Skip to contents
In This Issue:
This spring, a BWH Thoracic Surgery team completed the first minimally invasive esophagectomies in Israel and taught their Israeli counterparts how to perform these surgeries themselves.
“We showed them everything, step by step, and explained every nuance,” said Raphael Bueno, MD, associate chief of the Division of Thoracic Surgery. “These are long, complex operations with hundreds of steps.”
Bueno led the five-member BWH team that included surgeon Abraham Lebenthal, MD; anesthesiologist/intensivist David A. Silver, MD; Operating Room nurse in-charge Chris Sears, RN; and surgical technologist Carol Belle King. They helped carry out the operations at Rabin Medical Center outside Tel Aviv, one of Israel’s leading hospitals, at the invitation of Professor Hanoch Kashtan, chair of surgery at Rabin.
During their week-long visit, the team performed two minimally invasive esophagectomies, which involve removing most of the esophagus and rebuilding it with tissue from the patient’s stomach. The BWH Division of Thoracic Surgery performs almost 100 esophagectomies a year—30 to 40 of which are minimally invasive—as treatment for esophageal cancer. But this was the first time that BWH thoracic surgeons took the innovative operation “on the road.”
Minimally invasive esophagectomy, which uses small incisions and videoscopes, has many benefits over its open-surgery version: faster recoveries, shorter ICU and hospital stays, less pain and blood loss and higher survival rates.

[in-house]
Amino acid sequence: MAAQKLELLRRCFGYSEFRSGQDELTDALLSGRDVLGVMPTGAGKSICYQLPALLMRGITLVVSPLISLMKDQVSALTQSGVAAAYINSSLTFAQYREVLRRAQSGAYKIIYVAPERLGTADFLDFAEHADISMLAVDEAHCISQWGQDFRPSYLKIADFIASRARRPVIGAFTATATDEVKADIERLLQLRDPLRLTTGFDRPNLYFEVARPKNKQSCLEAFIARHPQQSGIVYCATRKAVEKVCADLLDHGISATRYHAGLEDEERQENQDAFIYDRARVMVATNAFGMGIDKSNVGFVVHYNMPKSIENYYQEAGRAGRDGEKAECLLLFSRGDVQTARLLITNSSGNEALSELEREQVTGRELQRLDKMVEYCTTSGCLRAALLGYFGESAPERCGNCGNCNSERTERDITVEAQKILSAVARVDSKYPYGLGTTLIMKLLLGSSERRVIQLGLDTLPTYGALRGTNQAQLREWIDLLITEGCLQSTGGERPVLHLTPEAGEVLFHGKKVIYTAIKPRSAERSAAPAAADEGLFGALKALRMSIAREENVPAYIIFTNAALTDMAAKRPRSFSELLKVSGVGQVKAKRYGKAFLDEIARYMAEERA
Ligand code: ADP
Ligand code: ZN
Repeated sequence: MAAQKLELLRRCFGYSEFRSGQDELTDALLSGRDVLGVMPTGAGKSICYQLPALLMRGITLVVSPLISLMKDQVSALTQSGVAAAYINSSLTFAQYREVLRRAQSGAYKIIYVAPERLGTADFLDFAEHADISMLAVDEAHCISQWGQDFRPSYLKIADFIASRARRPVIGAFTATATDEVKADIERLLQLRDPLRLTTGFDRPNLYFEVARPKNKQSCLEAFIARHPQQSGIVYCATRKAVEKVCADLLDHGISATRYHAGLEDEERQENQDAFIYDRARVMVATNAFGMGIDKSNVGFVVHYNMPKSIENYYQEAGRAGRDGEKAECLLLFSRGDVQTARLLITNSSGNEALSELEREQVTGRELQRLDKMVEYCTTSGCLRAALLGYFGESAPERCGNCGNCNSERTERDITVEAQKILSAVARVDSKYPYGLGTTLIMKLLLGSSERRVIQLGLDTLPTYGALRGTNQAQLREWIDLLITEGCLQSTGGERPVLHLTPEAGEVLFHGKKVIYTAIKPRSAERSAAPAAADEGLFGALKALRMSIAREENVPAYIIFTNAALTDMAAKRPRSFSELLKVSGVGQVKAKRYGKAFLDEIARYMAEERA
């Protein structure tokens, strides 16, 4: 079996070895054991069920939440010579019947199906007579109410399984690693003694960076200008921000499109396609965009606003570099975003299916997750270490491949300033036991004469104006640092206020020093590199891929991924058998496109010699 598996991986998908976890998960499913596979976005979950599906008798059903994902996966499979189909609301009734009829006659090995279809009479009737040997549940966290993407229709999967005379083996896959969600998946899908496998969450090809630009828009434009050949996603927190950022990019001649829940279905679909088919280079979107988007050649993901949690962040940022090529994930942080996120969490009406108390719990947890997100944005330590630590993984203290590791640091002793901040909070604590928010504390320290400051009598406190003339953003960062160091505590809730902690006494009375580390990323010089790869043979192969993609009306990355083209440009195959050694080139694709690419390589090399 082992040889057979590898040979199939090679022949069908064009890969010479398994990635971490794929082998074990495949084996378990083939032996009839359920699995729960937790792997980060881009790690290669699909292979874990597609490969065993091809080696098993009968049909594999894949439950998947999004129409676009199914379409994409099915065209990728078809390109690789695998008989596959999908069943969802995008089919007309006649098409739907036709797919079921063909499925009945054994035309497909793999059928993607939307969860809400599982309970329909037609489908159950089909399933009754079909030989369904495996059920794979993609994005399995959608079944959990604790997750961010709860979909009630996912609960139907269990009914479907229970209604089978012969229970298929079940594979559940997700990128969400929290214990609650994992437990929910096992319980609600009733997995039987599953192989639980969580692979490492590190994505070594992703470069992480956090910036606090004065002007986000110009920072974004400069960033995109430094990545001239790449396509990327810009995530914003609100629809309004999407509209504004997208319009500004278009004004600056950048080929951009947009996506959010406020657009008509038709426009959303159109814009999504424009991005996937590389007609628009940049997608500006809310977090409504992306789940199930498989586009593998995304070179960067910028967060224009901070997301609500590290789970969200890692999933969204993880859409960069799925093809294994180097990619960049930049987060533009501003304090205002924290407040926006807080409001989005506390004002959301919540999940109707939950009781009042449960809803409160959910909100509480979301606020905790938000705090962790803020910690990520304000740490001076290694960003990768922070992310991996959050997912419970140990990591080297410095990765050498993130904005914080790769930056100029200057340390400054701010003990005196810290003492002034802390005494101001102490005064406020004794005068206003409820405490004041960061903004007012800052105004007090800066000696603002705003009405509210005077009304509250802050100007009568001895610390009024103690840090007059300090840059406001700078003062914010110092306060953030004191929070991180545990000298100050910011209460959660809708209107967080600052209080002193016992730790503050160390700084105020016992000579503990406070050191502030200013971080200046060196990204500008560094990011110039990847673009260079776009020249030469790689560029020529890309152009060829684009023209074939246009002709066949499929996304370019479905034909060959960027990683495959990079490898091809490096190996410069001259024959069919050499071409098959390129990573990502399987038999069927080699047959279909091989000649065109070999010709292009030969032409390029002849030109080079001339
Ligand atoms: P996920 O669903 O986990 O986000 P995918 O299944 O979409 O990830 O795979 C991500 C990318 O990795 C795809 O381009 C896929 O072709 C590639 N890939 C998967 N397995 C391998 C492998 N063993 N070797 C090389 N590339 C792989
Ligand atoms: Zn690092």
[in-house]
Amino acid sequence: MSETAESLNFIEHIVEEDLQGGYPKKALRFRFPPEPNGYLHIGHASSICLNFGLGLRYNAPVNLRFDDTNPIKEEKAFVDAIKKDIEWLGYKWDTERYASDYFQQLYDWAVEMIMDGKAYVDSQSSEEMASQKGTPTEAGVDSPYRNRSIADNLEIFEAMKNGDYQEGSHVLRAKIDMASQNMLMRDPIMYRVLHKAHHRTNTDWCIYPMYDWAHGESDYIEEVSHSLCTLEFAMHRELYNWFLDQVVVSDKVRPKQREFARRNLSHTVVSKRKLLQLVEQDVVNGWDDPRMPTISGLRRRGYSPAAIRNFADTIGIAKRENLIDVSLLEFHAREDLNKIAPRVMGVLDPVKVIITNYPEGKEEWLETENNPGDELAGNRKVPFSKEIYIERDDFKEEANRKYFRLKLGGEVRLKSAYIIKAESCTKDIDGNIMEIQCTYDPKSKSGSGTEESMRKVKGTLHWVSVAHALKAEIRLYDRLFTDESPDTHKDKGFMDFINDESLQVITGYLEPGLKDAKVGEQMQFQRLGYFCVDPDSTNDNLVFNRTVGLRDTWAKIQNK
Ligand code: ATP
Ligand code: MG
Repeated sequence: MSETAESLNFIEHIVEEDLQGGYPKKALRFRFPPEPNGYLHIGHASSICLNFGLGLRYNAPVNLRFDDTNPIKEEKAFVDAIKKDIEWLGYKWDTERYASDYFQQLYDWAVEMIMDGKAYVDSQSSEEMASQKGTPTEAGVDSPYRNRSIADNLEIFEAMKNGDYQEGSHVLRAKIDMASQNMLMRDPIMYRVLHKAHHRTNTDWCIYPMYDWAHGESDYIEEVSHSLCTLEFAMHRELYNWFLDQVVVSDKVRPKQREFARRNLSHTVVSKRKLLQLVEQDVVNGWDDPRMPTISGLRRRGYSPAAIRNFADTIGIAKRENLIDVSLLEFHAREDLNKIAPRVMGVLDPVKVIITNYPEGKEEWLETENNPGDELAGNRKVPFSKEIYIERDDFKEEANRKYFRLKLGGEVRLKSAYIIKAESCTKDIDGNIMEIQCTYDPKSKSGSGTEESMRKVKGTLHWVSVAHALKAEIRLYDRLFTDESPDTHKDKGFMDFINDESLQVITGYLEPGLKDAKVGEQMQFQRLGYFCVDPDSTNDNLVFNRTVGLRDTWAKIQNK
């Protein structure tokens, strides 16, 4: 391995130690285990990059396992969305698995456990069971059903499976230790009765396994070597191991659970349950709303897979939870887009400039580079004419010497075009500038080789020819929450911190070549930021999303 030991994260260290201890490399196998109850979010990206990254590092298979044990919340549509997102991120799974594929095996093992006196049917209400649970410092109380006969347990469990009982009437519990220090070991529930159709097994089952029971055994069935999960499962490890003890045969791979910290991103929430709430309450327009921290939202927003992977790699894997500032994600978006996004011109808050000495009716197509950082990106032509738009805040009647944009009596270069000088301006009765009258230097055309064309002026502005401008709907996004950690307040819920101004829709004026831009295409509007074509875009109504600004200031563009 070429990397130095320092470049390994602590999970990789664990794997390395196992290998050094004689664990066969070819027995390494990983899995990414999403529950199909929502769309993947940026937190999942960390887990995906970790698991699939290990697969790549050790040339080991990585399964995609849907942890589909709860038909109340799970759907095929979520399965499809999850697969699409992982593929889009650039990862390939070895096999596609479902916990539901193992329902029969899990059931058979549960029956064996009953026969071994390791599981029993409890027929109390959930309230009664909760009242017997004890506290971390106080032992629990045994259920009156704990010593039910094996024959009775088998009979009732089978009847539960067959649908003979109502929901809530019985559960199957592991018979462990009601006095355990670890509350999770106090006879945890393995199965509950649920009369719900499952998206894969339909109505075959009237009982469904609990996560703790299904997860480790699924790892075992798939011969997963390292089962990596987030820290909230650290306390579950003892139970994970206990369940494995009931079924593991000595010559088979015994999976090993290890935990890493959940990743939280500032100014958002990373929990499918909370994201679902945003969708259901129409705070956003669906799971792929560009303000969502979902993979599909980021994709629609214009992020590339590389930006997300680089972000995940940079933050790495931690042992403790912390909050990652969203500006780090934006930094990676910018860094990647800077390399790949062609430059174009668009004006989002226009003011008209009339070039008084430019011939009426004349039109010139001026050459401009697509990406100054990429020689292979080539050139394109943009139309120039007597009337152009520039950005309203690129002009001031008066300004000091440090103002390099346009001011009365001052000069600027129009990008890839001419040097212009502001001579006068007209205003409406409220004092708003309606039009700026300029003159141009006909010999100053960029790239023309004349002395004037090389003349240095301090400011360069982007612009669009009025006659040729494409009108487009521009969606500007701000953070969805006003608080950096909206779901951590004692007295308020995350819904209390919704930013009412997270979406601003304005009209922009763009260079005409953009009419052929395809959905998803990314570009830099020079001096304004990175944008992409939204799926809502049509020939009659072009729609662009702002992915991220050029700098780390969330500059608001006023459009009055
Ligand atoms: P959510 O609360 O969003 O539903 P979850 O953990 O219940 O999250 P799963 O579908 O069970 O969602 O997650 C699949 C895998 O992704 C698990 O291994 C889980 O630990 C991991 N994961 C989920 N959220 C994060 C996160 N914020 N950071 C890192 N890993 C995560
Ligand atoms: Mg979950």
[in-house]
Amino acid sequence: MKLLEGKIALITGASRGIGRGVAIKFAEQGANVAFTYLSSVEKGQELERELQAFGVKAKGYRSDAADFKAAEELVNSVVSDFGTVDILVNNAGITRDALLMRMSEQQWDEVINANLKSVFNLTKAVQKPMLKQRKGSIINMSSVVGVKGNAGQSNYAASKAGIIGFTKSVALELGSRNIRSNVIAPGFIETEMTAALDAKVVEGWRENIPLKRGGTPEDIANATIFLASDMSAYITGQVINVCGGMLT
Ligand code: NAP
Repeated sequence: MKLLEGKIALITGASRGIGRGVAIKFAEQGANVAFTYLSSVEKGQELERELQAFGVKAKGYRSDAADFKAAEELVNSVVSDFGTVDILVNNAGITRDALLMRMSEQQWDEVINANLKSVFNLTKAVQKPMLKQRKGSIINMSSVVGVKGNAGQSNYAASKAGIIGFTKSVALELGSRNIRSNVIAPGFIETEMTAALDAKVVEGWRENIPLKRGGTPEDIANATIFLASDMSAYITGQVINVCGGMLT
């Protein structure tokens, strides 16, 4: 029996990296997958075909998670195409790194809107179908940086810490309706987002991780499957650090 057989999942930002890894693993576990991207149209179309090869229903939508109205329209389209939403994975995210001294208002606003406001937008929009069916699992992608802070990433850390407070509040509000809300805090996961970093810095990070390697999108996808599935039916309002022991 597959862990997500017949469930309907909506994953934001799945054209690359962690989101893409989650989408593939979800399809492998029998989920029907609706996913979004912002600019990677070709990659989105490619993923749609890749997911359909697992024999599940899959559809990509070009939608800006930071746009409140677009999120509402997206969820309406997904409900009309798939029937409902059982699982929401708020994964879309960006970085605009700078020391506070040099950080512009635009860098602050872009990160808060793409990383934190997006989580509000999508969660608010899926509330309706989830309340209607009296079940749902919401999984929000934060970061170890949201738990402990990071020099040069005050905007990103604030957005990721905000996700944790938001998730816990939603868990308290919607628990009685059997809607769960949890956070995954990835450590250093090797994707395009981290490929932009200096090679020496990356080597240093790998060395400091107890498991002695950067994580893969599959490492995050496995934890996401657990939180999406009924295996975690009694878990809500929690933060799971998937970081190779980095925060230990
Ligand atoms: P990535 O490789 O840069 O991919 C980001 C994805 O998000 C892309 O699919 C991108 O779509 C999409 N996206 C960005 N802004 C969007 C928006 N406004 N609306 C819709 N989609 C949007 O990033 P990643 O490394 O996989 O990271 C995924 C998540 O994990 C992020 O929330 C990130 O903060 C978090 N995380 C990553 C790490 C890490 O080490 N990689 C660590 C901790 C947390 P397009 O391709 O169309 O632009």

In two other minimally invasive operations in Israel, the BWH team removed a cancerous lobe from a patient’s lung and a large bronchial cyst from another patient. As BWH and Israeli teams worked side-by-side in the OR (mainly speaking English), surgeons from across Israel watched on closed circuit televisions in the hospital and were able to pose questions. The patients ranged from age 22 to 72, and all did well, Bueno said.
“Now that the procedure has been introduced to Rabin Medical Center, the Israeli surgeons plan to perform their first one alone very soon,” Bueno said. “They now have contacts at BWH, should they have questions about the procedure.”
“The Israeli anesthesiologists had very modern, sophisticated techniques and tools. I was able to offer guidance and teaching, both during the surgeries and for postoperative care in the ICU,” said Silver.
The trip was a homecoming of sorts for Silver, who worked on an Israeli kibbutz (a communal industrial and agricultural community) one fall during college, and for Bueno and Lebenthal, who grew up in Israel. But it was a novel experience for Belle King and Sears.
The surgical team worked three long days but also explored some sights, including ancient ruins in Caesarea and Jerusalem. They witnessed the country’s rich religious diversity and remarkable economic growth, and enjoyed plenty of fresh Mediterranean food. “It was the opportunity of a lifetime,” Sears reflected. “I hope to have the chance to visit again.”